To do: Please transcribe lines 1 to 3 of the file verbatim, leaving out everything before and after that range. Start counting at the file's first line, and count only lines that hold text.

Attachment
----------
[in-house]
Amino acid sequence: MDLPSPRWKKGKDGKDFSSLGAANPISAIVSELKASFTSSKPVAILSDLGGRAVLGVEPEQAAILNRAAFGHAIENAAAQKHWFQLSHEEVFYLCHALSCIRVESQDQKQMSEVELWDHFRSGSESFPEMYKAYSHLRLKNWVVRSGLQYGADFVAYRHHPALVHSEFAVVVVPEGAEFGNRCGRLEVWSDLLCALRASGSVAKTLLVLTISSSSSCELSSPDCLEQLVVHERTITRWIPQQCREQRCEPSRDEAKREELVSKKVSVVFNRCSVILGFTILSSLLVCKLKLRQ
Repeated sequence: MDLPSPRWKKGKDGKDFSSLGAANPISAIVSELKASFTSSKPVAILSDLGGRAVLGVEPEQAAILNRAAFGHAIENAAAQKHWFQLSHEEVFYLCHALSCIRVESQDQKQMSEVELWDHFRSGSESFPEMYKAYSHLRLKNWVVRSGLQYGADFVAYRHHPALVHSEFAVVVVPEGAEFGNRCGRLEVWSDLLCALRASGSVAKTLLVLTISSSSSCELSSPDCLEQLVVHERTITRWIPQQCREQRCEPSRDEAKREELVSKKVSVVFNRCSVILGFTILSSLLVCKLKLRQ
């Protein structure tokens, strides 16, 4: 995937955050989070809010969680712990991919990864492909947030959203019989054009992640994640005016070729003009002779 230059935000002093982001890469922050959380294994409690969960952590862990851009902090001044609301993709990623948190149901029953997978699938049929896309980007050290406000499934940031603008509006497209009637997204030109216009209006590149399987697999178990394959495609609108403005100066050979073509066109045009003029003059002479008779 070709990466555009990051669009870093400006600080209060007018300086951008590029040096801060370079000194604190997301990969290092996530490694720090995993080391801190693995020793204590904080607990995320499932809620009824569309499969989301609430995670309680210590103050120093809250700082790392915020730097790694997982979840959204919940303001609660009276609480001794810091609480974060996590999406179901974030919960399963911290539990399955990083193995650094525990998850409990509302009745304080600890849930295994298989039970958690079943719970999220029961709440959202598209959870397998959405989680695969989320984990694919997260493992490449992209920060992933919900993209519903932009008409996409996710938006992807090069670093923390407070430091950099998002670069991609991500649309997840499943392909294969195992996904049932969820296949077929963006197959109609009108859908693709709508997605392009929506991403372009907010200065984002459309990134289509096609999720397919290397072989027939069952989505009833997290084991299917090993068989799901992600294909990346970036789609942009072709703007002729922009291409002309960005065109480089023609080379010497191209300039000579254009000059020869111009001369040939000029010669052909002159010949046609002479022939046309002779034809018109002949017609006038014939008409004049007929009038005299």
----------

[in-house]
Amino acid sequence: MDLPSPRWKKGKDGKDFSSLGAANPISAIVSELKASFTSSKPVAILSDLGGRAVLGVEPEQAAILNRAAFGHAIENAAAQKHWFQLSHEEVFYLCHALSCIRVESQDQKQMSEVELWDHFRSGSESFPEMYKAYSHLRLKNWVVRSGLQYGADFVAYRHHPALVHSEFAVVVVPEGAEFGNRCGRLEVWSDLLCALRASGSVAKTLLVLTISSSSSCELSSPDCLEQLVVHERTITRWIPQQCREQRCEPSRDEAKREELVSKKVSVVFNRCSVILGFTILSSLLVCKLKLRQ
Repeated sequence: MDLPSPRWKKGKDGKDFSSLGAANPISAIVSELKASFTSSKPVAILSDLGGRAVLGVEPEQAAILNRAAFGHAIENAAAQKHWFQLSHEEVFYLCHALSCIRVESQDQKQMSEVELWDHFRSGSESFPEMYKAYSHLRLKNWVVRSGLQYGADFVAYRHHPALVHSEFAVVVVPEGAEFGNRCGRLEVWSDLLCALRASGSVAKTLLVLTISSSSSCELSSPDCLEQLVVHERTITRWIPQQCREQRCEPSRDEAKREELVSKKVSVVFNRCSVILGFTILSSLLVCKLKLRQ